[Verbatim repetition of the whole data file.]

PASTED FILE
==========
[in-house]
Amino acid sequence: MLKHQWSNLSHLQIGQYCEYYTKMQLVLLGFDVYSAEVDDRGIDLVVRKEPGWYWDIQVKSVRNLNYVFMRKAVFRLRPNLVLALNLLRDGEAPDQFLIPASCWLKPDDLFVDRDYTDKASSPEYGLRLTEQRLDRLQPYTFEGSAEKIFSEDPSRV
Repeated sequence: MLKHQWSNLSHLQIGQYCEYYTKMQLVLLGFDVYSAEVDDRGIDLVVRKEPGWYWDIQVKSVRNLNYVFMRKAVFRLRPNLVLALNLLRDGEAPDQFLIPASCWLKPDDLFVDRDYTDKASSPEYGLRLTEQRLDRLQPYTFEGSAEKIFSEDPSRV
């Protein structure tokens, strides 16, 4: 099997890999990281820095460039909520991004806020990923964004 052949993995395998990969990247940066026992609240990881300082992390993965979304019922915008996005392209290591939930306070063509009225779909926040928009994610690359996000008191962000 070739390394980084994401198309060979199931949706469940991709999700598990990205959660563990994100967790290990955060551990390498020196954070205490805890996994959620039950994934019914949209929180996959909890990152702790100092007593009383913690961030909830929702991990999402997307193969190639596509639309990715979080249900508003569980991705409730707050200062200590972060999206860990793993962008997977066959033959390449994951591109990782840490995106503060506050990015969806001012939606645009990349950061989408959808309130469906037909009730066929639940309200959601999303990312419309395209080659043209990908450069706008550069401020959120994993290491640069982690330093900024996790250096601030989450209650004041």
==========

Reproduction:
[in-house]
Amino acid sequence: MLKHQWSNLSHLQIGQYCEYYTKMQLVLLGFDVYSAEVDDRGIDLVVRKEPGWYWDIQVKSVRNLNYVFMRKAVFRLRPNLVLALNLLRDGEAPDQFLIPASCWLKPDDLFVDRDYTDKASSPEYGLRLTEQRLDRLQPYTFEGSAEKIFSEDPSRV
Repeated sequence: MLKHQWSNLSHLQIGQYCEYYTKMQLVLLGFDVYSAEVDDRGIDLVVRKEPGWYWDIQVKSVRNLNYVFMRKAVFRLRPNLVLALNLLRDGEAPDQFLIPASCWLKPDDLFVDRDYTDKASSPEYGLRLTEQRLDRLQPYTFEGSAEKIFSEDPSRV
């Protein structure tokens, strides 16, 4: 099997890999990281820095460039909520991004806020990923964004 052949993995395998990969990247940066026992609240990881300082992390993965979304019922915008996005392209290591939930306070063509009225779909926040928009994610690359996000008191962000 070739390394980084994401198309060979199931949706469940991709999700598990990205959660563990994100967790290990955060551990390498020196954070205490805890996994959620039950994934019914949209929180996959909890990152702790100092007593009383913690961030909830929702991990999402997307193969190639596509639309990715979080249900508003569980991705409730707050200062200590972060999206860990793993962008997977066959033959390449994951591109990782840490995106503060506050990015969806001012939606645009990349950061989408959808309130469906037909009730066929639940309200959601999303990312419309395209080659043209990908450069706008550069401020959120994993290491640069982690330093900024996790250096601030989450209650004041």